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Aging Gracefully: Top 10 Most Quickly Aging States

November 1, 2018 | By Ana Elliot

Our country has a varied population, from people from different parts of the world and the varying regions of the U.S., to the individualized cultural oddities and different accents. Another great variation is the vast age differences in this country.

The modern era and the advancements in the medical practice, as well as improved living conditions, have given us a generation that is not only older but by and large one of the oldest generations, leading to one of the greatest generational gaps. The gap between Millennials and the Baby Boomers is huge! In fact, the fastest growing age group is 85 years and up.

Rapidly Aging States

Now, when we talk about the most “Rapidly Aging States,” you might immediately think of Florida. But you would be mistaken. Florida is one of the states with the largest elderly populations, a title it shares with Maine, West Virginia, Vermont, Pennsylvania, Montana, Delaware, Hawaii, Oregon, and Arizona. While a few of these states do overlap with our list below, it is important to note that our list is just measuring the greatest increases in 65+ population percentages per state over the past decade.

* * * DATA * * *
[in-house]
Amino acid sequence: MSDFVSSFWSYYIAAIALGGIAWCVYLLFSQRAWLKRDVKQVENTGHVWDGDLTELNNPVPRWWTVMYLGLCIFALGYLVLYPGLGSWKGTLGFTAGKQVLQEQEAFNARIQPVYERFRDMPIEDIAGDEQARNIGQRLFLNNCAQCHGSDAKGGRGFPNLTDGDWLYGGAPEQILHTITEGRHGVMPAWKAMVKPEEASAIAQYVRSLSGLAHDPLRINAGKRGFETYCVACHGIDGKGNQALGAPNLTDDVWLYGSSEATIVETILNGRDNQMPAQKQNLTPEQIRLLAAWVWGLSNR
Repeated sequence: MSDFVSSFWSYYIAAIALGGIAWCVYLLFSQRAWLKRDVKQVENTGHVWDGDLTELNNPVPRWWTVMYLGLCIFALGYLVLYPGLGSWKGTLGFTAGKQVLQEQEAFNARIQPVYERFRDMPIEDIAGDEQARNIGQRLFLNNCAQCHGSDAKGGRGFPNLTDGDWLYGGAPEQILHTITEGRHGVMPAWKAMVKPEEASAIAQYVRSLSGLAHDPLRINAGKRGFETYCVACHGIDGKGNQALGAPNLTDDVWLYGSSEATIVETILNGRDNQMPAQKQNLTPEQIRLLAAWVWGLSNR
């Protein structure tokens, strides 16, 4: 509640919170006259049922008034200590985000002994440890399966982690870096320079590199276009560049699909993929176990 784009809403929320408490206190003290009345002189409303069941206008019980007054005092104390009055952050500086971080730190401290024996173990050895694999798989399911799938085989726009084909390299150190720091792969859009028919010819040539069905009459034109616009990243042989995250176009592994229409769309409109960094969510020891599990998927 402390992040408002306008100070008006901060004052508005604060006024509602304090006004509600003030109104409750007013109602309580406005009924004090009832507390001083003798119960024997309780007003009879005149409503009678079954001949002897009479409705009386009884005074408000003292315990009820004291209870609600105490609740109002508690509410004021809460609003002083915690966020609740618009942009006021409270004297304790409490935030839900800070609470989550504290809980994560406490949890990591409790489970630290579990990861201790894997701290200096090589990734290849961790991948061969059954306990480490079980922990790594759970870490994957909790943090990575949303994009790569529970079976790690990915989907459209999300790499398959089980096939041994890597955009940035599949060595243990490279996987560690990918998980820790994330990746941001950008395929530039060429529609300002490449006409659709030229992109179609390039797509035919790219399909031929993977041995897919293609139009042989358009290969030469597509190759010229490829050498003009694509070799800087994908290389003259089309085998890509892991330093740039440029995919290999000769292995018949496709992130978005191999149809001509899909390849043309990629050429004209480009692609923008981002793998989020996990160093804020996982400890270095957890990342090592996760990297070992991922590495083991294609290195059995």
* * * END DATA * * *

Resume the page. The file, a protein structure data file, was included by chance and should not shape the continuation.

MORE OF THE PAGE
10 Most Rapidly Aging States

  1. Alaska: 65.6% increase.
  2. Nevada: 57.3% increase
  3. Colorado: 55% increase
  4. Arizona: 50% increase
  5. South Carolina: 49.5% increase
  6. Georgia:49.4% increase
  7. Idaho: 48.7% increase
  8. Washington: 47.2% increase
  9. Utah: 44.8% increase
  10. Delaware: 44.2% increase

A Growing Population

Getting older is an unavoidable part of human life and it is something we will all have to face. But what about our current aging population? The Baby Boomers are shifting our population demographics drastically.

By 2060, it is believed that the number of elderly in America will double and the percentage of the population over 65 will reach 24%. Many of these older Americans are still choosing to work after retirement age: By 2022, it is expected that 27% of men and 20% of women over the age of 65 will still continue to be working. On top of all of this is the phenomenon that strikes some parts of the US: stand still populations. Populations that are aging but are missing the corresponding population growth. In some rural areas, as younger people move to build careers and families elsewhere, smaller towns find their populations at a standstill which could, in a few decades, turn to a decline.

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